Concerning Throwing People Out the Window

Welcome to Random Explanations, in which I try to explain a matter, answer a question, or concoct a theory based on a reader's suggestion. This week's suggestion comes from T.J., who simply wrote: The Defenestration of Prague.

The first thing you should know is that defenestration is the act of throwing someone or something out the window. The fact that this word exists should tell you something. Throwing people out the window has happened enough times that someone said, "You know? We should probably have a word for that."

Our story begins in 1617 when Ferdinand of Styria became King of Bohemia. F-Sty was a staunch Catholic who did not want to see the still-young Protestant movement spread any further. As such, he began to roll back some of the religious liberties that had been granted by his predecessors: particularly the Letter of Majesty which allowed the estates in Bohemia to freely exercise their religion.

Things really started to hit the fan in 1618 when F-Sty stopped the construction of some Protestant churches. After the Protestants protested (it's what we do to the point that it's in our name), the King of Bohemia rhapsodized "Is this the real life? Is this just fantasy?" and dissolved the assembly of Protestant Lords.

On May 23, a group of Catholic Lord Regents came to Prague. An angry group of Protestants confronted them concerning whether these Regents knew of the decision to stop construction and, if so, whether they approved of it. Eventually Count Vilem Slavata, Count Jaroslav Borzita, and the Secretary to the Regents Philip Fabricus admitted that they agreed with the decision and were responsible for a letter threatening the Protestant Lords.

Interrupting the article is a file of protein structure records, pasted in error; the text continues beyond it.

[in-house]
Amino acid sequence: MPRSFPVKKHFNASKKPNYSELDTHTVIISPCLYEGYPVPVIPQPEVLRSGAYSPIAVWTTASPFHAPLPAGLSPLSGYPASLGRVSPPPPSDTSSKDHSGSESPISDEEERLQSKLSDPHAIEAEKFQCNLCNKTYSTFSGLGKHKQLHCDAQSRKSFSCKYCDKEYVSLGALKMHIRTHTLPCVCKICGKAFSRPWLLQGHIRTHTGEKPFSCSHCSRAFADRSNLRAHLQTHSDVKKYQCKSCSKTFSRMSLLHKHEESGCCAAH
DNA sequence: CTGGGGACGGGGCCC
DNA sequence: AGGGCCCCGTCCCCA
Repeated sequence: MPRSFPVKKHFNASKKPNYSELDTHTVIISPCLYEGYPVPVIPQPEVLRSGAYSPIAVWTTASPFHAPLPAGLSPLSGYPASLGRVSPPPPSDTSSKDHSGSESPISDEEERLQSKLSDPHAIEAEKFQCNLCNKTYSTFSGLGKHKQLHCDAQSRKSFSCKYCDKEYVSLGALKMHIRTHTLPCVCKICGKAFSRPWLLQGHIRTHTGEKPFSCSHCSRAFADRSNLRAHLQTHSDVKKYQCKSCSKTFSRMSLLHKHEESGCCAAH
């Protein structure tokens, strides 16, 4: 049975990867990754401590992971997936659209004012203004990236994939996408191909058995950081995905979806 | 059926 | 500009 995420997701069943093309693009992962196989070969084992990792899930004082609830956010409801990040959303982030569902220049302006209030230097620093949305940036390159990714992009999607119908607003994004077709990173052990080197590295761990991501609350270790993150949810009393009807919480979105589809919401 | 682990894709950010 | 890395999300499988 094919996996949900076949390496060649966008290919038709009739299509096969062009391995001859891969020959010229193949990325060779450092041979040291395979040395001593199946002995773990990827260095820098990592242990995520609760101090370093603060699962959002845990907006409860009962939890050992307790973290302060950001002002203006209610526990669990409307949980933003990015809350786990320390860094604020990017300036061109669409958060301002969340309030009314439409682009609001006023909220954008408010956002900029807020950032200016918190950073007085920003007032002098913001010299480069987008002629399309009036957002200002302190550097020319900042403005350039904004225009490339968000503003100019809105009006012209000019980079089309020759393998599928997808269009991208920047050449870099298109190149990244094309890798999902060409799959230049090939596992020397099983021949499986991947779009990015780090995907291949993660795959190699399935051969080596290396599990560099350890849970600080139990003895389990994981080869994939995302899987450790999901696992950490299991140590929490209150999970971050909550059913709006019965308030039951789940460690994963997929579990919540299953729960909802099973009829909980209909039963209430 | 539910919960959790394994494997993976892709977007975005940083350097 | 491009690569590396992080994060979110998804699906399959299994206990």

As expected, this did not go over well. The Regents probably expected anger, but it's doubtful they anticipated how the anger would be expressed. In a rage, the mob tossed the three men out of the third story window of the the Bohemian Chancellory. Incredibly, the trio survived the fall. Catholics of the day claimed angels rescued them. Protestants said they survived because they landed on a massive pile of poop. Regardless, the Defenestration of Prague is considered one of the main catalysts of the Thirty Years' War, a conflict which is believed to have cost 8 million lives.

But here's the thing: this was not the only defenestration that happened in Prague. In fact, the 1618 edition is called the Second Defenestration of Prague. In 1419, an angry mob stormed town hall and tossed at least thirteen people out the window. In this case, seven people died. If you are in a multistory building in Prague, you do not want to royally tick people off.

It makes me thankful that this is not a problem solving technique used today. There would be a variety of instances when people would violently dispatch those they didn't want in charge. In fact, I think we can all agree that this would totally happen in college football all the time. It's not too much of a stretch to imagine a throng of irrational Florida fans (Note: There are good, rational Florida fans) trying to defenestrate Will Muschamp after they lost to South Carolina this past Saturday.

But I digress. Moral of the story? Don't be like F-Sty and try to curb the religious liberty of others. Don't be like the angry mob and defenestrate people. Otherwise you might plunge the European continent into three decades of bloodshed. Check back next Monday for another Random Explanation.

If you would like to ask a question for a future Random Explanation, you can ask me here or on Twitter.

An Encouraging Conversation

"Shake It Off" and the Impenetrable Wall of the Swiftian Worldview